More millenials are distrusting legacy financial systems; 25% hodling or spending crypto

A quarter of America's affluent millenials are either hodling or spending cryptos according to a recent report from Edelman. 31 percent of these are also interested in cryptocurrencies. The report defines the affluent millenials as those aged between 24 and 38 and earning $100,000 annual income as individuals or jointly or owning $50,000 in investable assets.

The report found that  61 percent of America's millenials are using peer-to-peer payment platforms with peer to peer apps increasing by a massive 50 percent in two years.

The Millenials with Money report pokes holes on the recent financial systems saying that millenials aren't happy with them with 77% of affluent millennials and 65% of non-affluent millennials out of the 1000 surveyed saying that the current financial systems are biased towards the rich and powerful at the expense of ordinary people. Because of their skepticism of the legacy financial systems, blockchain and crypto has appeal. According to Edelman’s Global Chair of Financial Services Deidre Campbell, anyone with cryptocurrencies wish they bought it earlier.

The report also finds that many millenials (nearly half of non-affluent millenials) are choosing to go it alone when making financial decisions. 42 percent are seeking outside advise but still making their own decisions. Campbel says this is a concern because seeking professional financial advise would help them "get to the next level."

Like in many countries around the world, millenials make the largest part of population than any age categories. In America, they constitute more than a quarter of the nation’s living population.

Further more than three quarters think that its is just a matter of time before another financial crisis hits. In comparison, 58% of non-affluent millennials are of a similar opinion. 75 percent of those surveyed who believe blockchain makes global financial systems more secure, are worried that the global financial system will be hacked compared to 58 percent of the non-affluent counterparts.

It is not the first time a survey or study is finding a distrust for legacy financial systems among millenials with a 2016 Facebook report saying that only 8 percent of them trusted financial institutions to offer guidance. Such distrust had led to rise of popularity of saving and investing apps like Acorns, Robinhood, and Stash. Many millenials are attracted to the low-cost and easy-to-use platforms and traditional investing methods that tend to have longer processes and lower support for newer technology. Of course, technology development has played a huge role to this change.

The trend also shows a growing pessimism for legacy financial systems with the same organization finding out through a 2016 report that 82 percent of millenials trusted banks compared to 64% of the general population. According to Campbell, this is happening because geopolitical unrest, which "is a near-daily occurrence" has replaced "a more hopeful outlook."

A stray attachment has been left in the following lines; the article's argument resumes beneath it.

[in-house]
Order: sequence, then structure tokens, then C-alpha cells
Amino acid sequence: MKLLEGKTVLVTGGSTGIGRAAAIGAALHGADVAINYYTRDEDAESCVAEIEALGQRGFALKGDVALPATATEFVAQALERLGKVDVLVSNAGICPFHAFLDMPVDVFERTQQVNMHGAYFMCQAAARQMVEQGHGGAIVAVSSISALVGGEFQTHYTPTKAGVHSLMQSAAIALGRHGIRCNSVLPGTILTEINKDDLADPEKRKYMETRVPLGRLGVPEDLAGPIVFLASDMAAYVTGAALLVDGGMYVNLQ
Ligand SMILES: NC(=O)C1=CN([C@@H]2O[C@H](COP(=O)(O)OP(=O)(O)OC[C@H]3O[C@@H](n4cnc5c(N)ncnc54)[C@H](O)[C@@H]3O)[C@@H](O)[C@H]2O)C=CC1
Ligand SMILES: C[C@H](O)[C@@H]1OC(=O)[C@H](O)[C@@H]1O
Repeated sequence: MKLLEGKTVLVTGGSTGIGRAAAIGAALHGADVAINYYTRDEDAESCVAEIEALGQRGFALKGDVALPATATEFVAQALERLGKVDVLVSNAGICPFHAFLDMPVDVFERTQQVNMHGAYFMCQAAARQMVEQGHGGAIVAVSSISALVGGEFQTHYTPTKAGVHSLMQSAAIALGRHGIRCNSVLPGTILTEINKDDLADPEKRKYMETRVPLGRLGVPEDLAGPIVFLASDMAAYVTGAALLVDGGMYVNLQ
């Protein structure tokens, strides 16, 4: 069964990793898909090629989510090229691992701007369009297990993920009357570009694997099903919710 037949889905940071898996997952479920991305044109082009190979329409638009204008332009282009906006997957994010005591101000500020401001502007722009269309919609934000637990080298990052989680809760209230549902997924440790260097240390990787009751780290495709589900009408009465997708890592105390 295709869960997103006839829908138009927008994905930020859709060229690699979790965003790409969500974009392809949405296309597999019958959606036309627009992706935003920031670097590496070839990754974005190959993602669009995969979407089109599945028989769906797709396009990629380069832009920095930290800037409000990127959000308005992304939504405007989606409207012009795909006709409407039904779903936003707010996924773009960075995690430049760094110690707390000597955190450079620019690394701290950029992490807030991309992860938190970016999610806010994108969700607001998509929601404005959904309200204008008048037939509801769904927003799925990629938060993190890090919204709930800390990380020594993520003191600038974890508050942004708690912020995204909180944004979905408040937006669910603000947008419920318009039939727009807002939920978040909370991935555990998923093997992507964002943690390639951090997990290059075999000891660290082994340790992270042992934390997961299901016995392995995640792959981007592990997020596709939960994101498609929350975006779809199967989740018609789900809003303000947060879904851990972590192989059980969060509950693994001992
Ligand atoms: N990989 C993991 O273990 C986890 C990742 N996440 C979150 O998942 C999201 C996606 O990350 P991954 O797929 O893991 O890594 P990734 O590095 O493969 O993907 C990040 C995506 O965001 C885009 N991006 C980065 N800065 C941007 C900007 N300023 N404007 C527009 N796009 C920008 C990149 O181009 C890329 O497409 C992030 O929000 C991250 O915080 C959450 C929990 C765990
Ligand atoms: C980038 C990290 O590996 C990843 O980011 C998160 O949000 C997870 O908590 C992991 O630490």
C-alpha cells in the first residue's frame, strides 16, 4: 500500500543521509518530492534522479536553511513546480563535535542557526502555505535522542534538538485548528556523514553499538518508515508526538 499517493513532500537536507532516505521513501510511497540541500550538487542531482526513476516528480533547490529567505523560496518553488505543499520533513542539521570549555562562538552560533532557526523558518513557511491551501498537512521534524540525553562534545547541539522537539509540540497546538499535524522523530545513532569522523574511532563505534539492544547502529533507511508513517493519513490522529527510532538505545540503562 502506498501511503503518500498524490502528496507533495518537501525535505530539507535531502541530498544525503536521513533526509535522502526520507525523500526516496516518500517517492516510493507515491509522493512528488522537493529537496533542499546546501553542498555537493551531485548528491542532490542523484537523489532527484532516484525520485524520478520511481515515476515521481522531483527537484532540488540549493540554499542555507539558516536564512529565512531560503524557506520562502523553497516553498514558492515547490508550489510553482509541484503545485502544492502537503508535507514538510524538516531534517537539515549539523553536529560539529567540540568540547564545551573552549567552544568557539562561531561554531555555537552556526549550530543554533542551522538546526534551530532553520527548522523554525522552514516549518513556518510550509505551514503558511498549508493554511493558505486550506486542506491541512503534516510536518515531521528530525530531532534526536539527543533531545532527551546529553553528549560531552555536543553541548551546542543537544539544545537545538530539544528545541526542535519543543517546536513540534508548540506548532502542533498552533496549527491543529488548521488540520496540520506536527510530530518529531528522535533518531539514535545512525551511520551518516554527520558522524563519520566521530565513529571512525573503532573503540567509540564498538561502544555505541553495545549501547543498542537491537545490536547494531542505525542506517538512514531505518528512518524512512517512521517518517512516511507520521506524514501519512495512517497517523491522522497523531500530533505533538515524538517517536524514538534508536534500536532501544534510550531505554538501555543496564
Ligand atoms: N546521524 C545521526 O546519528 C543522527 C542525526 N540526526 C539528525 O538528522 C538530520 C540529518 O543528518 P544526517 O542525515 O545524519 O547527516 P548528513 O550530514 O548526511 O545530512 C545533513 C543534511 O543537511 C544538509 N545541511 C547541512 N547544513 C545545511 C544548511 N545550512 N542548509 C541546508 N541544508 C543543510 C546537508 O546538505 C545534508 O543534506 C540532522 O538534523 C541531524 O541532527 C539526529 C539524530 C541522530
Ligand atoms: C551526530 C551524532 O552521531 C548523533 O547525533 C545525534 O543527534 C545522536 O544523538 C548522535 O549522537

“Two years ago we were talking about financial services regulatory reform. And there’s been none of that conversation happening now — except for the unwinding. So I think now, with the riskier environment we are living in – against a strong economy and uncertainty in the markets – has caused that.”

Bitcoin is down 54% this year and most of the cryptocurrencies have shed weight, but the report says millenials are comfortable with the risks associated with crypto because of the strong habit of saving. She said the trend indicates "a sense of a younger generation being open to more risk in their portfolio and willing to try new things with crypto.” 40 percent of affluent compared to 23 percent non-affluent say they will take risks with their finances and 60 percent compared to 77 percent saying they are cautious with their finances. 

But although they are tech-savvy, they are a stressed lot with 54% of those struggling with financial decisions saying thinking about money makes them stressed and anxious.

That trend may point out the various issues of concerns for future financial systems: according to Campbell, many believe that blockchain will improve systems' security and data security.

According to Campbell, interest in crypto will grow further in a period of two years. The debate about AI and is not far from ranging while a lot more explorations are being done on quantum computing. She says some innovation will act to leapfrog crypto with the role of quantum computing along with AI changing how we relate with financial services "even more than it has."

She also says that millenials will grow to be "smartest generation of investors" having grown with different tech platforms and them having "more experience with their own money because it’s accessible to them on their phone" which is "giving them more insight and control into their financial future.”

David Kariuki

David Kariuki likes to regard himself as a freelance tech journalist who has written and writes widely about a variety of tech issues that affect our society daily, including cryptocurrencies (see cryptomorrow.com and coinpedia.org); climate change (cleanleap.com), OpenSim and virtual reality (see hypergridbusiness.com). He is currently pursuing a MSc in Environmental Management at Open University. He does write here not to offer any investment advise but with the intention of informing audience, and articles in here are of his own opinion. Anyone willing to use any opinion here as advise to invest in crypto should obviously take own responsibility and accountability of their losses (or benefits) thereof. You can reach me at eqariu@gmail.com or david@cryptomorrow.com